Hmong Youth, American Football, and the Cultural Politics of Ethnic Sports Tournaments

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For Asian Pacific American Heritage Month, ToM is featuring two excerpts from the new anthology, Asian American Sporting Cultures from New York University Press. In the first, Constancio Arnoldo Jr. examines Filipino ideas about masculinity and identity through boxer Manny Pacquiao. (See also our recent post on the intersection between boxing, Los Angeles, and the Philippines: "From Villa to Pacquiao: Filipino Boxing in L.A. and the Power of the Transnational Punch") In our second excerpt, Chia Youyee Vang explores the intersection of Hmong American identity and sport in the United States. The December 12, 2011, edition of Sports Illustrated ran a story titled “How to Become an American.” … [Read more...]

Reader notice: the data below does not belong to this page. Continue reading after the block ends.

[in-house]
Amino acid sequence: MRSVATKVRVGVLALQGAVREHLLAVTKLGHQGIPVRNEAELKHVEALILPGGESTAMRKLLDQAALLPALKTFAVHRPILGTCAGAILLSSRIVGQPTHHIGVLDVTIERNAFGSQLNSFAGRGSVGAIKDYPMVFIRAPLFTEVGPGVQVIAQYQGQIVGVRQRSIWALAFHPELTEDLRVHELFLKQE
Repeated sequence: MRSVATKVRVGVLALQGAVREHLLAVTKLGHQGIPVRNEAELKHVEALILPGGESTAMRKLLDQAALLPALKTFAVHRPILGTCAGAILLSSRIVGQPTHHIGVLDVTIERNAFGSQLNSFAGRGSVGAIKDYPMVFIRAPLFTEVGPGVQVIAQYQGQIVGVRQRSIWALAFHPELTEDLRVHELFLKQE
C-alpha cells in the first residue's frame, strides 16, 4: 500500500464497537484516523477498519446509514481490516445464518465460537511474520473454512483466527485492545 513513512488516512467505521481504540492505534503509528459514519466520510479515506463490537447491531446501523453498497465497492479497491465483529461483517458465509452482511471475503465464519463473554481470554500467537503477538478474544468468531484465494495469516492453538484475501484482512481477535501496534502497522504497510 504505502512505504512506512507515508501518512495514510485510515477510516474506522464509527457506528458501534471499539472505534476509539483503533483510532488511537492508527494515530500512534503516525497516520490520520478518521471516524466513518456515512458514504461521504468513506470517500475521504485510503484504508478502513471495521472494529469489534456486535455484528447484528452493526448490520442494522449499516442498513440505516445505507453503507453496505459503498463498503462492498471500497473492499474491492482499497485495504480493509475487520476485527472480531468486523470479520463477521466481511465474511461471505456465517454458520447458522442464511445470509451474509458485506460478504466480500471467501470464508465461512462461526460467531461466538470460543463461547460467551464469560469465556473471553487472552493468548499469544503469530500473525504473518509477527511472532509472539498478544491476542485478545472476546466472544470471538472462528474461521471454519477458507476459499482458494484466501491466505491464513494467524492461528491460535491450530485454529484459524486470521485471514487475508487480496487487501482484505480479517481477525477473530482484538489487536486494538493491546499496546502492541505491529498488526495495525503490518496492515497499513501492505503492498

Manny “Pac-Man” Pacquiao, the Transnational Fist, and the Southern California Ringside Community

One of Manny Pacquiao’s most notable precursors, Flyweight Champion Francisco “Pancho Villa” Guilledo; [Fly weight boxing champion of the world, Pancho Villa, on the left, boxing with Flores, Philippine Islands], circa 1890-1923, Frank and Frances Carpenter Collection, Prints and Photographs Division, Library of Congress